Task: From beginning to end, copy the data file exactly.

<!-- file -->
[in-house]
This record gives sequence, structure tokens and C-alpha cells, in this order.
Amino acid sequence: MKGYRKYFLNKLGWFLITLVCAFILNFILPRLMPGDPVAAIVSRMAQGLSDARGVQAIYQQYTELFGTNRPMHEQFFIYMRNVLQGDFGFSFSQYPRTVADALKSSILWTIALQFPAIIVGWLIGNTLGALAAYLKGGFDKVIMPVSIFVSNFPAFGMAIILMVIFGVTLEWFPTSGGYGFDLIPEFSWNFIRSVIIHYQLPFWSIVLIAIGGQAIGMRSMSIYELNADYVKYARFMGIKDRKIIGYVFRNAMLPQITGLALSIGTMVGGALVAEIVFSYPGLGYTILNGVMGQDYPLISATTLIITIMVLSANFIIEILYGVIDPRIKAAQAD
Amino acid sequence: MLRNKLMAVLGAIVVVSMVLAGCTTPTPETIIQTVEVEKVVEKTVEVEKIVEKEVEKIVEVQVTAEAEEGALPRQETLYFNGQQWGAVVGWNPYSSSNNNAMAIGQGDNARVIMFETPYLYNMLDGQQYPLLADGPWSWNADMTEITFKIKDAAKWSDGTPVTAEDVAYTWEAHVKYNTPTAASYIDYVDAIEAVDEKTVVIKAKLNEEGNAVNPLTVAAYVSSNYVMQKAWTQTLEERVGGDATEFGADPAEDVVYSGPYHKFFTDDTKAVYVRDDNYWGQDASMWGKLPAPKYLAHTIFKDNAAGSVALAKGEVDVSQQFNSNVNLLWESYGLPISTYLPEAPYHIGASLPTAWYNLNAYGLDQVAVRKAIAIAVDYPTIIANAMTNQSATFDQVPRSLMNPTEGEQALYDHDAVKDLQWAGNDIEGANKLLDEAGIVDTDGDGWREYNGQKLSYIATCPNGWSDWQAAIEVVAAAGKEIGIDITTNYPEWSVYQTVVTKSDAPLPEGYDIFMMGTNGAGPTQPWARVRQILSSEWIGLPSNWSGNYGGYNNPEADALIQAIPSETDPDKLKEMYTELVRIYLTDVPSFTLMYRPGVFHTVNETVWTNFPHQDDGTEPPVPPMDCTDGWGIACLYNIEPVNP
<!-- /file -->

[in-house]
This record gives sequence, structure tokens and C-alpha cells, in this order.
Amino acid sequence: MKGYRKYFLNKLGWFLITLVCAFILNFILPRLMPGDPVAAIVSRMAQGLSDARGVQAIYQQYTELFGTNRPMHEQFFIYMRNVLQGDFGFSFSQYPRTVADALKSSILWTIALQFPAIIVGWLIGNTLGALAAYLKGGFDKVIMPVSIFVSNFPAFGMAIILMVIFGVTLEWFPTSGGYGFDLIPEFSWNFIRSVIIHYQLPFWSIVLIAIGGQAIGMRSMSIYELNADYVKYARFMGIKDRKIIGYVFRNAMLPQITGLALSIGTMVGGALVAEIVFSYPGLGYTILNGVMGQDYPLISATTLIITIMVLSANFIIEILYGVIDPRIKAAQAD
Amino acid sequence: MLRNKLMAVLGAIVVVSMVLAGCTTPTPETIIQTVEVEKVVEKTVEVEKIVEKEVEKIVEVQVTAEAEEGALPRQETLYFNGQQWGAVVGWNPYSSSNNNAMAIGQGDNARVIMFETPYLYNMLDGQQYPLLADGPWSWNADMTEITFKIKDAAKWSDGTPVTAEDVAYTWEAHVKYNTPTAASYIDYVDAIEAVDEKTVVIKAKLNEEGNAVNPLTVAAYVSSNYVMQKAWTQTLEERVGGDATEFGADPAEDVVYSGPYHKFFTDDTKAVYVRDDNYWGQDASMWGKLPAPKYLAHTIFKDNAAGSVALAKGEVDVSQQFNSNVNLLWESYGLPISTYLPEAPYHIGASLPTAWYNLNAYGLDQVAVRKAIAIAVDYPTIIANAMTNQSATFDQVPRSLMNPTEGEQALYDHDAVKDLQWAGNDIEGANKLLDEAGIVDTDGDGWREYNGQKLSYIATCPNGWSDWQAAIEVVAAAGKEIGIDITTNYPEWSVYQTVVTKSDAPLPEGYDIFMMGTNGAGPTQPWARVRQILSSEWIGLPSNWSGNYGGYNNPEADALIQAIPSETDPDKLKEMYTELVRIYLTDVPSFTLMYRPGVFHTVNETVWTNFPHQDDGTEPPVPPMDCTDGWGIACLYNIEPVNP